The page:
Whatever the purpose of the remark, it is undeniable that Ishihara almost single-handedly created the current crisis over the disputed Senkaku islands, which the Chinese call the Daioyu islands, when he proposed that the city of Tokyo buy the islands and made a call for private donations to accomplish this.
He essentially sand\-bagged PM Noda, whose government was quietly seeking to buy the islands which at the time were actually owned by a private individual. That forced Noda to have the national government openly buy the islands with taxpayer money.

Noda apparently hoped that Beijing would understand that it was far better to have the islands in the hands of the national government than “wild man”, China-bashing Ishihara. The Tokyo governor would have used ownership to build a small port or erect a lighthouse in contradiction to government policy.
Tokyo has resisted numerous attempts by Japan’s super nationalists to erect permanent fixtures on the Senkaku as a sign of ownership. If they were in Ishihara’s hands this would have been harder. Beijing, however, does not see things that way, and the dispute over the island’s sovereignty continues to percolate.

The official Restoration Party stance on the disputed islands, however, is more moderate. The platform says that the party will urge China to bring the Senkaku dispute to the International court of Justice for a ruling on which country has sovereign jurisdiction over the island.
Ishihara was a teenager in the final days of World War II and the difficult years immediately after the surrender, which helps to understand his views today. In many ways he is stuck in that era. For example, he still refers to China as “Shina”, the name that was often associated with Japan’s invasion and occupation.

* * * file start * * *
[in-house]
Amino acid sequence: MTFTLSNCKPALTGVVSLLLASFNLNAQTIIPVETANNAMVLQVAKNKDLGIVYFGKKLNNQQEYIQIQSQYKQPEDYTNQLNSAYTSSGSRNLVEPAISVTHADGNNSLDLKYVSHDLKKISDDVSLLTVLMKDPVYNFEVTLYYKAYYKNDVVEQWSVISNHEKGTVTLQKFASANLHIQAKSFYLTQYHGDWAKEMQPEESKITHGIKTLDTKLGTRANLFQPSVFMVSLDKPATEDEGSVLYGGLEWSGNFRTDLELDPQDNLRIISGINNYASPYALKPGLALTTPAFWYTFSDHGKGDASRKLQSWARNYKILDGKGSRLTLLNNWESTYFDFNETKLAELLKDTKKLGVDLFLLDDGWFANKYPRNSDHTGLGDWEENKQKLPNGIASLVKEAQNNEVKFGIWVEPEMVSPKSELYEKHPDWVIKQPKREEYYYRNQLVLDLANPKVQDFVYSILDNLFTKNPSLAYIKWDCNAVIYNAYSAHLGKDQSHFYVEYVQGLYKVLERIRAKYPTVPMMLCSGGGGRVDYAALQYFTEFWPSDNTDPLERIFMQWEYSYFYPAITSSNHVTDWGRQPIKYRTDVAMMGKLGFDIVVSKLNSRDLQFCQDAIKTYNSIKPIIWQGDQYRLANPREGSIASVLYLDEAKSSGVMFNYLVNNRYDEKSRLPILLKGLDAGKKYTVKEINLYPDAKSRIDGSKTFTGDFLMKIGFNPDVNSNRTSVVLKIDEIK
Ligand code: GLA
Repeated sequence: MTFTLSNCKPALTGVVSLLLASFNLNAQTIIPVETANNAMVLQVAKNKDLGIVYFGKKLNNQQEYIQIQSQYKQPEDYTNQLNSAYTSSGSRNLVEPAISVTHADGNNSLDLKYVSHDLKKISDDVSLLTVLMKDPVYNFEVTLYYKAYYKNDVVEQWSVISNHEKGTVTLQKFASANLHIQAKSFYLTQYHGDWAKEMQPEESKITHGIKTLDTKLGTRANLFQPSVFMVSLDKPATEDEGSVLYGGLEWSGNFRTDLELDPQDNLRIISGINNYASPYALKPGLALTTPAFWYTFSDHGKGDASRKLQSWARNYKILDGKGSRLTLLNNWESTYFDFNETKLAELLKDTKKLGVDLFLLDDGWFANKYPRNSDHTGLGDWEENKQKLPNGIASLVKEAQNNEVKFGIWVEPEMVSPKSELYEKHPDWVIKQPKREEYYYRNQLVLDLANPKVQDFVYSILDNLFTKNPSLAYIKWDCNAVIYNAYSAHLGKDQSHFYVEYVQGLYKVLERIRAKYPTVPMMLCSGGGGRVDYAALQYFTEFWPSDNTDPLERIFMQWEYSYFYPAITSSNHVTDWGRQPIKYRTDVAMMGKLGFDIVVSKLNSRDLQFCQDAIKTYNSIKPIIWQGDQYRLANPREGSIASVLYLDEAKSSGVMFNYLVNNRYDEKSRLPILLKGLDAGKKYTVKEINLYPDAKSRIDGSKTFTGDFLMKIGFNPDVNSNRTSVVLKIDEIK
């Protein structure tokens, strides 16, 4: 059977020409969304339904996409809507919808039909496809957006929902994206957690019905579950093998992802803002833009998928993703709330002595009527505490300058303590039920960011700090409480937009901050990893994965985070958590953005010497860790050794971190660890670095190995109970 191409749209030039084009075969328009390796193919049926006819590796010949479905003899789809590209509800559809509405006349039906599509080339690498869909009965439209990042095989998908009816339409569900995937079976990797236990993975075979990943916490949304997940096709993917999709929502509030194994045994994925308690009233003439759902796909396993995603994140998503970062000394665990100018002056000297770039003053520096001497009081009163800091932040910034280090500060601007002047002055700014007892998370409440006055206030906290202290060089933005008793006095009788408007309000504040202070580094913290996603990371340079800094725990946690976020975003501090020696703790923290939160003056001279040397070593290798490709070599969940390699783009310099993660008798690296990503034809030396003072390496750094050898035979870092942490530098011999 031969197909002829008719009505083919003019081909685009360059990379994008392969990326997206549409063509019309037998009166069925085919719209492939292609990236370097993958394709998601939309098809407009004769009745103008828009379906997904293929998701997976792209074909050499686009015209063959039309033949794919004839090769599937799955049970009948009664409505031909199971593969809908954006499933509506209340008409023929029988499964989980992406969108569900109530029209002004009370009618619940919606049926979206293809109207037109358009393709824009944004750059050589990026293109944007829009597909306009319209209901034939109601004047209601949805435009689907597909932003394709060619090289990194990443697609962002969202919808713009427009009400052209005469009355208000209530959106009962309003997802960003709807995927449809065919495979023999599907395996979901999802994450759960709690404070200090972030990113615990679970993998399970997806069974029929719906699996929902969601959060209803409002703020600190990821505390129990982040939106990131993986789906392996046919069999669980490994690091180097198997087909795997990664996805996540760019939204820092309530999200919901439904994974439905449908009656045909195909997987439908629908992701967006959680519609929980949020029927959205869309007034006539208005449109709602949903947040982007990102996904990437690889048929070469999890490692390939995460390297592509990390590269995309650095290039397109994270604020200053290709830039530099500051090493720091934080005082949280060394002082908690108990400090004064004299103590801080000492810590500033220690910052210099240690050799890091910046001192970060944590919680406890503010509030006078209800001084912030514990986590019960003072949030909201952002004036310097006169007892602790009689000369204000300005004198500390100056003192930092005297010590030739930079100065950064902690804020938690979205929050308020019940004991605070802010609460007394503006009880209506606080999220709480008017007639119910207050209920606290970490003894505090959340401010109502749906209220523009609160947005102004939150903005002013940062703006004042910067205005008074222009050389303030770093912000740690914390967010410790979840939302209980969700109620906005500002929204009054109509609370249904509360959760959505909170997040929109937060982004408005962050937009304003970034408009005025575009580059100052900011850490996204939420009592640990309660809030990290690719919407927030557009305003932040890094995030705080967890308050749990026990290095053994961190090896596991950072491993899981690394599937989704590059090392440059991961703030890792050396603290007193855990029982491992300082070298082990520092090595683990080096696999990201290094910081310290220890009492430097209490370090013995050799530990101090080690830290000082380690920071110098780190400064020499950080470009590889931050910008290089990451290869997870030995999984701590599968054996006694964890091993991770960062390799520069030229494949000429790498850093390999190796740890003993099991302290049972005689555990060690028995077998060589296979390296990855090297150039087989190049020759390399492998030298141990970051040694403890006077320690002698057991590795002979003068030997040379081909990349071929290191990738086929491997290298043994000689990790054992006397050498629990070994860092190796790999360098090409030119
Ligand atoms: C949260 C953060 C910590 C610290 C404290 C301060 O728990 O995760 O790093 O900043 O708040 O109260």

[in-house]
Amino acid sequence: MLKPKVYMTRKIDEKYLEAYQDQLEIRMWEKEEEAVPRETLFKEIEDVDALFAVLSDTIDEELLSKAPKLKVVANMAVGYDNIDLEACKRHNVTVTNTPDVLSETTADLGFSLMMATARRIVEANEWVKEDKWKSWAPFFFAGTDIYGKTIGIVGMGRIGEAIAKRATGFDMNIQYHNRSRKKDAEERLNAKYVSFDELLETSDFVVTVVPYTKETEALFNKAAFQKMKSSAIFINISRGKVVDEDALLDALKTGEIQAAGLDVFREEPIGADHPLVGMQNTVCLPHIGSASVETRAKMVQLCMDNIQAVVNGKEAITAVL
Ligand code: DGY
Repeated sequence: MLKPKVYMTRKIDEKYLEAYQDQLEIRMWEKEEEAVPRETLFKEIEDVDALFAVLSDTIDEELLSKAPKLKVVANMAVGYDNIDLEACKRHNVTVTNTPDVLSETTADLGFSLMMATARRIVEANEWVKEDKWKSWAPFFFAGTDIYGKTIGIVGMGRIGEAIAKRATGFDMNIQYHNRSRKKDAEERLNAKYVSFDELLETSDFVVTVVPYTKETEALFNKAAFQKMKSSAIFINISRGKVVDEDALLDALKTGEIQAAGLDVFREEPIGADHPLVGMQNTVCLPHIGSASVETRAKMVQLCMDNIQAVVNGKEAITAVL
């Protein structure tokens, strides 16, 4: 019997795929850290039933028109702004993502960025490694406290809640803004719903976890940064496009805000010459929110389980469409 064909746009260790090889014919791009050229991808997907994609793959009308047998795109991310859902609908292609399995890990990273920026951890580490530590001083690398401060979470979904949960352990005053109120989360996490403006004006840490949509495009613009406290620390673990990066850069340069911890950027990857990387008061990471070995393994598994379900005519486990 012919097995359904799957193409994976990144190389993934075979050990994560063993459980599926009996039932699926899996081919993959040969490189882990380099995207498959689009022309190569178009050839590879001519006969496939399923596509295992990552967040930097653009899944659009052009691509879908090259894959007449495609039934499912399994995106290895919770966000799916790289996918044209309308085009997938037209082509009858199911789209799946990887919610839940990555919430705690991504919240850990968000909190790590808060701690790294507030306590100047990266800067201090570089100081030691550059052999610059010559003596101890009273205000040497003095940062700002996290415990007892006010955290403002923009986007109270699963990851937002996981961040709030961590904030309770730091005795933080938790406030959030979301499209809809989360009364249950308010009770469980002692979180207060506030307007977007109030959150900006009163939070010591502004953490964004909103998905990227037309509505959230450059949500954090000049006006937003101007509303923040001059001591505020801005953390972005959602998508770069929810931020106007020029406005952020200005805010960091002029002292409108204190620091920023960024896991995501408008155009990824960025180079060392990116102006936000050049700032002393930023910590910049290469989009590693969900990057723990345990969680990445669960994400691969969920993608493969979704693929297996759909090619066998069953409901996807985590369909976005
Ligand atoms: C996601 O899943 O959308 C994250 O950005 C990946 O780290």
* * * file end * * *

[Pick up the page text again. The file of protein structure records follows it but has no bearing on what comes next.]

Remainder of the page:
He insists that Shina is not a derogatory word, and that the current word for China, “Chugoku”, meaning center country or middle kingdom, is overly fawning of the continental neighbor and subject to some confusion as the same word also refers to the region centered on Hiroshima in the far western part of Honshu.
While it is clear what Hashimoto gets out of this unwieldy alliance of convenience, one has to wonder what Ishihara gets from it. Perhaps he was bored after 13 years as governor of Tokyo. Perhaps he simply wants one more season in the sun or a platform where he can pontificate on his views. Or, to take him at his word, perhaps he believes he is the man to save Japan.

If the Restoration Party enters a coalition with the LDP after the election, which is one widely assumed scenario, however, he will probably have to leave the saving to others. Though he is certain to win a seat in parliament at the head of the Tokyo proportional representation list, he says he will not accept a ministerial post. “I’m too old,” he says.


Wednesday, November 07, 2012

Hate Speech?

 Hate Speech?

 It has never been a secret that Osaka Mayor Toru Hashimoto’s father was a yakuza or that his gangster father hailed from a social underclass that has often been discriminated against in past years. Newspaper and magazine articles have alluded to this without making much of an issue out of it. Until now.